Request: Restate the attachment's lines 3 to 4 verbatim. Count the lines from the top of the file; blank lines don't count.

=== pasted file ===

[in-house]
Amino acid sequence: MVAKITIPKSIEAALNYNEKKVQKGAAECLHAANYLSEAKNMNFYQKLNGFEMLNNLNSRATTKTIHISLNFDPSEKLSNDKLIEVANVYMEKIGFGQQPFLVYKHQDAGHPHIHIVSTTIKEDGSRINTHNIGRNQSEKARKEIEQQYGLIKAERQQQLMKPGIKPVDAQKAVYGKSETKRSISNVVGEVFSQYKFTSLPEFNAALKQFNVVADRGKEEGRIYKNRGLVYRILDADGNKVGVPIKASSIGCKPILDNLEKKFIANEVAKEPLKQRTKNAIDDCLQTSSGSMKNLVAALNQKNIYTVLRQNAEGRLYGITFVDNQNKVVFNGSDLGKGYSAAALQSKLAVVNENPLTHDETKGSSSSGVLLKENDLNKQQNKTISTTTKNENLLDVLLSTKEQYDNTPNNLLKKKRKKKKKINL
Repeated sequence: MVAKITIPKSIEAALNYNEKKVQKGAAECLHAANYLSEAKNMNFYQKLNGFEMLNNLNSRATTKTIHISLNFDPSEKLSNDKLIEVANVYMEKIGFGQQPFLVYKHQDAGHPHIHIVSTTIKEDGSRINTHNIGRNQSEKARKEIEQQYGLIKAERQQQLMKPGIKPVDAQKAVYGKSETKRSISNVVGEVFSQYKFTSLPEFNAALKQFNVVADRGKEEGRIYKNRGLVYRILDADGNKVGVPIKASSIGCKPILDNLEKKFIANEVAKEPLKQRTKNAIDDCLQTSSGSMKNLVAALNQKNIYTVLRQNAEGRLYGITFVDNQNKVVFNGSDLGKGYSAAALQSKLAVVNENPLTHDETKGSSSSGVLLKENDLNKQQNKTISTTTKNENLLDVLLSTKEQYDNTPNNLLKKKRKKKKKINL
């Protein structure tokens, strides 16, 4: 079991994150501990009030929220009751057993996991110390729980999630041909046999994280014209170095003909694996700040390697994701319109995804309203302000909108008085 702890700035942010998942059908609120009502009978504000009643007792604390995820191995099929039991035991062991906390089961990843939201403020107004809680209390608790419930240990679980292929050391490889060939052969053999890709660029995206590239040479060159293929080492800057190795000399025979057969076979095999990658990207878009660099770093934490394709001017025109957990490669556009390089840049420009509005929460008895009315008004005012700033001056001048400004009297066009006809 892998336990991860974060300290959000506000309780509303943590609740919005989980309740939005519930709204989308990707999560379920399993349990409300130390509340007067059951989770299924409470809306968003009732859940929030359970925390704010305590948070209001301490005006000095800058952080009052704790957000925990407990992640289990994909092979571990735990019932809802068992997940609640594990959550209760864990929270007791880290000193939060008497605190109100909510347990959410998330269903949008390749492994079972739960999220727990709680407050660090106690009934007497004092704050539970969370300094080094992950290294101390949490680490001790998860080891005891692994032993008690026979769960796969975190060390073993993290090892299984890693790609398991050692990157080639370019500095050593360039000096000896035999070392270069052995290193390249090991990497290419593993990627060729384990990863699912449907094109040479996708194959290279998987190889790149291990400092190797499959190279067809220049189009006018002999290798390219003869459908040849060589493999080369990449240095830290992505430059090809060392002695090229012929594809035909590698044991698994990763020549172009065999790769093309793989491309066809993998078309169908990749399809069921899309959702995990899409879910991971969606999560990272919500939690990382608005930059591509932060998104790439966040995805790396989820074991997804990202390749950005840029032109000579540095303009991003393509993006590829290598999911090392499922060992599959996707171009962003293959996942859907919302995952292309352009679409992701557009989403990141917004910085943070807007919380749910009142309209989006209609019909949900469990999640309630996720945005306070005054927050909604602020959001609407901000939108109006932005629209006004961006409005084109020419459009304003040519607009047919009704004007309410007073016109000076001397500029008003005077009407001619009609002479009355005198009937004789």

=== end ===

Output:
Repeated sequence: MVAKITIPKSIEAALNYNEKKVQKGAAECLHAANYLSEAKNMNFYQKLNGFEMLNNLNSRATTKTIHISLNFDPSEKLSNDKLIEVANVYMEKIGFGQQPFLVYKHQDAGHPHIHIVSTTIKEDGSRINTHNIGRNQSEKARKEIEQQYGLIKAERQQQLMKPGIKPVDAQKAVYGKSETKRSISNVVGEVFSQYKFTSLPEFNAALKQFNVVADRGKEEGRIYKNRGLVYRILDADGNKVGVPIKASSIGCKPILDNLEKKFIANEVAKEPLKQRTKNAIDDCLQTSSGSMKNLVAALNQKNIYTVLRQNAEGRLYGITFVDNQNKVVFNGSDLGKGYSAAALQSKLAVVNENPLTHDETKGSSSSGVLLKENDLNKQQNKTISTTTKNENLLDVLLSTKEQYDNTPNNLLKKKRKKKKKINL
């Protein structure tokens, strides 16, 4: 079991994150501990009030929220009751057993996991110390729980999630041909046999994280014209170095003909694996700040390697994701319109995804309203302000909108008085 702890700035942010998942059908609120009502009978504000009643007792604390995820191995099929039991035991062991906390089961990843939201403020107004809680209390608790419930240990679980292929050391490889060939052969053999890709660029995206590239040479060159293929080492800057190795000399025979057969076979095999990658990207878009660099770093934490394709001017025109957990490669556009390089840049420009509005929460008895009315008004005012700033001056001048400004009297066009006809 892998336990991860974060300290959000506000309780509303943590609740919005989980309740939005519930709204989308990707999560379920399993349990409300130390509340007067059951989770299924409470809306968003009732859940929030359970925390704010305590948070209001301490005006000095800058952080009052704790957000925990407990992640289990994909092979571990735990019932809802068992997940609640594990959550209760864990929270007791880290000193939060008497605190109100909510347990959410998330269903949008390749492994079972739960999220727990709680407050660090106690009934007497004092704050539970969370300094080094992950290294101390949490680490001790998860080891005891692994032993008690026979769960796969975190060390073993993290090892299984890693790609398991050692990157080639370019500095050593360039000096000896035999070392270069052995290193390249090991990497290419593993990627060729384990990863699912449907094109040479996708194959290279998987190889790149291990400092190797499959190279067809220049189009006018002999290798390219003869459908040849060589493999080369990449240095830290992505430059090809060392002695090229012929594809035909590698044991698994990763020549172009065999790769093309793989491309066809993998078309169908990749399809069921899309959702995990899409879910991971969606999560990272919500939690990382608005930059591509932060998104790439966040995805790396989820074991997804990202390749950005840029032109000579540095303009991003393509993006590829290598999911090392499922060992599959996707171009962003293959996942859907919302995952292309352009679409992701557009989403990141917004910085943070807007919380749910009142309209989006209609019909949900469990999640309630996720945005306070005054927050909604602020959001609407901000939108109006932005629209006004961006409005084109020419459009304003040519607009047919009704004007309410007073016109000076001397500029008003005077009407001619009609002479009355005198009937004789």